3. Wildcard SSL Certificate - A wildcard SSL certificate provides a secure connection for an unlimited number of subdomains on the same domain name. It is perfect for sites with multiple levels of pages, such as ecommerce stores that have different URLs for each product page.

When purchasing an SSL cert, you match the plan you want with the necessary level of validation you need. GoDaddy offers this helpful guide for matching the plan you need with the proper certificate type, along with the typical pricing for each plan.

How do I know which is right for my business?

All SSL certificates offer the same level of encryption, so your choice largely depends on business needs. If you have one website with a single domain name and no subdomains, a standard certificate is ideal. If you manage multiple websites or subdomains, a SAN or Wildcard certificate is the best option for saving time and money. For high-end ecommerce sites, an EV Certificate is the best choice for demonstrating your commitment to security.

No matter which type of SSL certificate you choose, make sure that it is issued by a trusted authority like Symantec or Comodo. This will ensure that customers have peace of mind when accessing your website. Check out Forbes' list of the best SSL certificate service providers of 2022.

You might think as a small business that no one would bother hacking your site, but think again—small businesses are three times more likely to be targeted in a cyberattack than large companies. And without the resources of these large companies, you have much more to lose as a small business. Sixty percent of all small businesses that fall victim to cyber criminals go out of business within six months of the attack. This is why it’s so important to invest in an SSL sooner rather than later.

When choosing an SSL certificate plan, make sure to read the terms and conditions carefully. Some certificates offer additional features that may be beneficial to your business. Finally, keep in mind that SSL certificates do expire, so you will need to renew them periodically. Taking these steps will help ensure that your website is secure, and customers have the confidence they need when accessing it.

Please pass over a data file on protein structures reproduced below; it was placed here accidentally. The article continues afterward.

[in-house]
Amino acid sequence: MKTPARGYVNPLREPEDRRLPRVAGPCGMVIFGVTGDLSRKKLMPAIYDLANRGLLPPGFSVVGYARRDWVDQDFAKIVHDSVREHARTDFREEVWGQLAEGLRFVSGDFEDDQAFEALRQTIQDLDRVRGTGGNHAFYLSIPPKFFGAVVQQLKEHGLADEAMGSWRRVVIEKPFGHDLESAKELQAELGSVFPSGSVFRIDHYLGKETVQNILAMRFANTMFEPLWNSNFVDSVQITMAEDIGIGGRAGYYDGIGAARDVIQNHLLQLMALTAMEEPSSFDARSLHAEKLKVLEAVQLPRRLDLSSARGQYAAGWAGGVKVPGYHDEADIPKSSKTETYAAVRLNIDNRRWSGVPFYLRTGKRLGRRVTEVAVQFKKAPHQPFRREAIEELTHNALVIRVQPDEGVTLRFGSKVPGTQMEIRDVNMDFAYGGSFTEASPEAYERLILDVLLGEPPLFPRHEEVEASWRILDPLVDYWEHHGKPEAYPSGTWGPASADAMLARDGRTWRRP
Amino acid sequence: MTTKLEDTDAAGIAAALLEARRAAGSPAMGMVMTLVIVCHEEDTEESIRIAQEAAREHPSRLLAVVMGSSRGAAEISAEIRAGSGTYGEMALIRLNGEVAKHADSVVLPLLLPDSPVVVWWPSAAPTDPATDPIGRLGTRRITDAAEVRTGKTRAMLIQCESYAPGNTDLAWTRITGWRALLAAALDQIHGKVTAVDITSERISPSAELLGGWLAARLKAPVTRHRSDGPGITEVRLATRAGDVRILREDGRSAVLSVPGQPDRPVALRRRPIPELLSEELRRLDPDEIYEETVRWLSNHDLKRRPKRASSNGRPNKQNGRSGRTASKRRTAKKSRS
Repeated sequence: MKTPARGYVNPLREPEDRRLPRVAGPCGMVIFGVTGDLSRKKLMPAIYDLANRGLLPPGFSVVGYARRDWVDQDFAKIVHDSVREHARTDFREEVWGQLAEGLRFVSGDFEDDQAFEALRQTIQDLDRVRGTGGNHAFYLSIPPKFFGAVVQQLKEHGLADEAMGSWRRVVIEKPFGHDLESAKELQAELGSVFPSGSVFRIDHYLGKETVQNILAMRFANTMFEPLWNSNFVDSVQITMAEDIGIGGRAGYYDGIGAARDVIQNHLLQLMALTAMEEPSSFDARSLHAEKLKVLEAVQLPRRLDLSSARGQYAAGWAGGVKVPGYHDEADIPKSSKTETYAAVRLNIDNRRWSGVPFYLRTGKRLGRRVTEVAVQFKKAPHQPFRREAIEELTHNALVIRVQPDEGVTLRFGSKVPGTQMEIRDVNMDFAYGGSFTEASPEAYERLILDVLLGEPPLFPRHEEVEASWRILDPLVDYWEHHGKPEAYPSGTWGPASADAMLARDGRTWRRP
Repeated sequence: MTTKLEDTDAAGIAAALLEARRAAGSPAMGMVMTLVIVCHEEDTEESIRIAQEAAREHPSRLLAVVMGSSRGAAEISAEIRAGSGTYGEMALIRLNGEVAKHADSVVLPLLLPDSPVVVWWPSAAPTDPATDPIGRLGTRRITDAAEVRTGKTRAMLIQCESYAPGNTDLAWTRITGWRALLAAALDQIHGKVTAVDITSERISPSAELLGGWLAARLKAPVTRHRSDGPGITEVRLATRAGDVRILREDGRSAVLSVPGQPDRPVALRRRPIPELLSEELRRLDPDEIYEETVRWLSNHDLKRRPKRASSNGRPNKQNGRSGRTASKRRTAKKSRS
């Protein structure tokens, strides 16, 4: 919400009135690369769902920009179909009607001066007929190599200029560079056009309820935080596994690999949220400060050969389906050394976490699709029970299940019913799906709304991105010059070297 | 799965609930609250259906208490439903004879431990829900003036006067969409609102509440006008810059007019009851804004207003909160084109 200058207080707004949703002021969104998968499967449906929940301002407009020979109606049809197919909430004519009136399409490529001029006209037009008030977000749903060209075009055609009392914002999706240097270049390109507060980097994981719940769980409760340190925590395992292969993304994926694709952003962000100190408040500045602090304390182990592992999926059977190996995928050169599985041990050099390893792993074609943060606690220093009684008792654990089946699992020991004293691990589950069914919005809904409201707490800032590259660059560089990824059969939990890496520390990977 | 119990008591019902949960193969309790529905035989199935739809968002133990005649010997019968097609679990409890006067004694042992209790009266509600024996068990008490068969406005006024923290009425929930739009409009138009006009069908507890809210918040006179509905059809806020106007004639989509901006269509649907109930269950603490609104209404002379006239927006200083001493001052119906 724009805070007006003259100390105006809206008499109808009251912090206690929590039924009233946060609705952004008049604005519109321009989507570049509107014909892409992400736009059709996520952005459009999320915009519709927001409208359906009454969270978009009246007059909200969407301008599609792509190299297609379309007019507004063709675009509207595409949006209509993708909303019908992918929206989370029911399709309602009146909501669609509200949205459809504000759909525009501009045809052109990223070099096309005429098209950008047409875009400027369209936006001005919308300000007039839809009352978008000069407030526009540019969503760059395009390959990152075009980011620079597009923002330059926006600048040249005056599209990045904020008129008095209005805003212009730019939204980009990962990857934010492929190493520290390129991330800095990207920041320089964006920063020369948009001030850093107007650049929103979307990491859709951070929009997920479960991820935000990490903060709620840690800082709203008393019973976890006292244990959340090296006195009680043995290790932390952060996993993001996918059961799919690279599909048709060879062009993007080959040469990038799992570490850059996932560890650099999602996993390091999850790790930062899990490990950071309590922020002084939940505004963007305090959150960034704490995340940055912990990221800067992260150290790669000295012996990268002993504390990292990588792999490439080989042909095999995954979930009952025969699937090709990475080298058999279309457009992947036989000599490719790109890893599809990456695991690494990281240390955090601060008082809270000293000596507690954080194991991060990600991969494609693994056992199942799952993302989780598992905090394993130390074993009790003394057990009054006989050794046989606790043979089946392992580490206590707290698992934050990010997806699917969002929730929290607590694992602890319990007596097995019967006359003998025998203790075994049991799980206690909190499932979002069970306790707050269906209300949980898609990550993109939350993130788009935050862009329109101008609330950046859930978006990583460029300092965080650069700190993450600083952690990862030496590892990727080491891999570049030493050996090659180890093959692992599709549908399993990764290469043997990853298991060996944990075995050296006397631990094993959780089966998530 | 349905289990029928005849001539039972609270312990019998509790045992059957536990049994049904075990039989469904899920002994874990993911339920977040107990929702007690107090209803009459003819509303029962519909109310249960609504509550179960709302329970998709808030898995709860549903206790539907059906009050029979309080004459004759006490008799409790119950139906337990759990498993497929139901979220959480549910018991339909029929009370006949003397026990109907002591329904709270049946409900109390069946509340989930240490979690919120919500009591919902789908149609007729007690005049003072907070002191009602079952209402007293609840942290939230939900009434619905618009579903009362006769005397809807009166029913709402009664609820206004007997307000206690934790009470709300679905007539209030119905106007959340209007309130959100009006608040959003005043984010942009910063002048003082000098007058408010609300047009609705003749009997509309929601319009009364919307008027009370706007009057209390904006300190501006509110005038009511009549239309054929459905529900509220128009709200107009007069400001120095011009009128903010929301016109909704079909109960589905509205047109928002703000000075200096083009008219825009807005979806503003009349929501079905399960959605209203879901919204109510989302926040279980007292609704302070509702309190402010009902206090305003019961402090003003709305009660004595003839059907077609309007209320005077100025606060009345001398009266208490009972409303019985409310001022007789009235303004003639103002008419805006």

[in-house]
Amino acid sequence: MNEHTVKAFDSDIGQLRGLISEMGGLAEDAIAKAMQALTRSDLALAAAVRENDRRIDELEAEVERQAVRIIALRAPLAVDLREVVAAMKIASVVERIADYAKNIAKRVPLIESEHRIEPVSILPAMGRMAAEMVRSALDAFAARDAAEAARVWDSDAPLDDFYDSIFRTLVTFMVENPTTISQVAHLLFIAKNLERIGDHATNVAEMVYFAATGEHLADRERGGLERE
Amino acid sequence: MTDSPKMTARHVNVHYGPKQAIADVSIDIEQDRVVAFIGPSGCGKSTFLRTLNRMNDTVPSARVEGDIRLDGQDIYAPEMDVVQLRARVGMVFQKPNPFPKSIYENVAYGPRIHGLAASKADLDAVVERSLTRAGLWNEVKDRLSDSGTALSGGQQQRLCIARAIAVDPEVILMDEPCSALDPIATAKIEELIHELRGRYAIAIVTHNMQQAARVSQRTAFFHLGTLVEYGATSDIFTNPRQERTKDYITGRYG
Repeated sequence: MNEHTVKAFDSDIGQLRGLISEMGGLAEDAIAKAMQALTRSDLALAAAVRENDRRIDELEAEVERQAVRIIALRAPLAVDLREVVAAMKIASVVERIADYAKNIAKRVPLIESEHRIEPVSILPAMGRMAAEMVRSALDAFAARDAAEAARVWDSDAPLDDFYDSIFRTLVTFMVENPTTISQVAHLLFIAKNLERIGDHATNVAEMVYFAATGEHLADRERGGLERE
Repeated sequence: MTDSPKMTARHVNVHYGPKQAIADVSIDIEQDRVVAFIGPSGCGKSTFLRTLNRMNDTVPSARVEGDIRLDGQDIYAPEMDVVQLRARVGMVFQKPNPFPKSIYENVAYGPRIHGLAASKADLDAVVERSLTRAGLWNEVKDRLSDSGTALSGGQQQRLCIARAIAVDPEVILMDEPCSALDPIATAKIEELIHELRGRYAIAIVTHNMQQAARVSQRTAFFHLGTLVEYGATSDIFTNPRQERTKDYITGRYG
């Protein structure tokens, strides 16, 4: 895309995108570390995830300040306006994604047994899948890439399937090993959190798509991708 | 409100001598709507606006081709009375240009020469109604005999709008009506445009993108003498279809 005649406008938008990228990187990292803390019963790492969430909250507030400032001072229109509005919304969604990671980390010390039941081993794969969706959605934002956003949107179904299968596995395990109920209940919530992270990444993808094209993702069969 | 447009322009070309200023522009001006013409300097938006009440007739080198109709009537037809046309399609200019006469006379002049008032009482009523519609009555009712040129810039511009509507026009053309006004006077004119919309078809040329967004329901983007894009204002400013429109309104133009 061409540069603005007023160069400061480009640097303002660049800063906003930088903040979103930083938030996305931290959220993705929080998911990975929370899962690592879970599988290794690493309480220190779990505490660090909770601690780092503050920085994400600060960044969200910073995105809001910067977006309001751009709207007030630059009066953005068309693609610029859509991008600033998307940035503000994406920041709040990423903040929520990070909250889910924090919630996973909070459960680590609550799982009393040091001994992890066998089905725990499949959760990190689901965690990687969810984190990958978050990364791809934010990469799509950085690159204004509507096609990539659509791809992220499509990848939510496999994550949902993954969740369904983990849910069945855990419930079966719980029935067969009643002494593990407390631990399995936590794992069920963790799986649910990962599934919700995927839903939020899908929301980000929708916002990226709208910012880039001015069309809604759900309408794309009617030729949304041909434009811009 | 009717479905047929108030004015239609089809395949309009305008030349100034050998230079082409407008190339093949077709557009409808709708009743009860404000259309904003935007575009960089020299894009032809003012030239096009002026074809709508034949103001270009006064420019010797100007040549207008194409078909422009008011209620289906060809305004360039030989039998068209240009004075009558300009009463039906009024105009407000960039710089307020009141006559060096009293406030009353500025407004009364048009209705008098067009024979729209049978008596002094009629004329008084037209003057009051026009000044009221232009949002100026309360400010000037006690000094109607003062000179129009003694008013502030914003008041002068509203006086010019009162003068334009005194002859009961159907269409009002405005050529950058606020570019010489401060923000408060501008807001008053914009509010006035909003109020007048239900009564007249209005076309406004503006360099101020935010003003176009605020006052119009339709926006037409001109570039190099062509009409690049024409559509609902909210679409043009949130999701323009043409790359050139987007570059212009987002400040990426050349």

Illustration showing hackers breaking into a computer and accessing its secure data.

Redirecting from HTTP to HTTPS

Once you’ve purchased and installed your SSL certificate, it’s time to redirect your website from HTTP to HTTPS. This process is simple but important as it helps ensure that customers are connected securely when accessing your site.

You can do this manually by altering the code on your website or automatically with a plugin like Really Simple SSL. If you’re using a CMS like WordPress, there is usually an easy-to-follow guide for redirecting your site from HTTP to HTTPS.

Next, you'll want to make sure you notify Google of your new protocol, as it considers the HTTP and HTTPS versions as two different sites. You can do this by logging into your Google Search Console account and verifying your HTTPS version. Be sure to use the same email account associated with your Google Analytics account, so Google can confirm your ownership of the domain. Your redirect will be ready to go even if the transfer process takes a few days. This article from Semrush provides in-depth instructions on redirecting to HTTPS, no matter your setup.

Finally, make sure to update any internal links or marketing materials that point to the old HTTP version of the website with the new HTTPS version. This will help ensure that customers can find your website and that they are connected securely when they do.

The Bottom Line

SSL certificates are an essential part of website security. They encrypt data and protect customers from cyber criminals who could use the information against them. Different types of SSL certificates offer various levels of protection for your business, with varying costs associated with each one. Make sure to do your research and select the plan that best meets your needs. Investing in the right SSL certificate will help build customer trust, increase website security, and help you outrank your competition on Google. So what are you waiting for?

Published on: December 13, 2022 by Jason Killingworth, Director of Hosting Technologies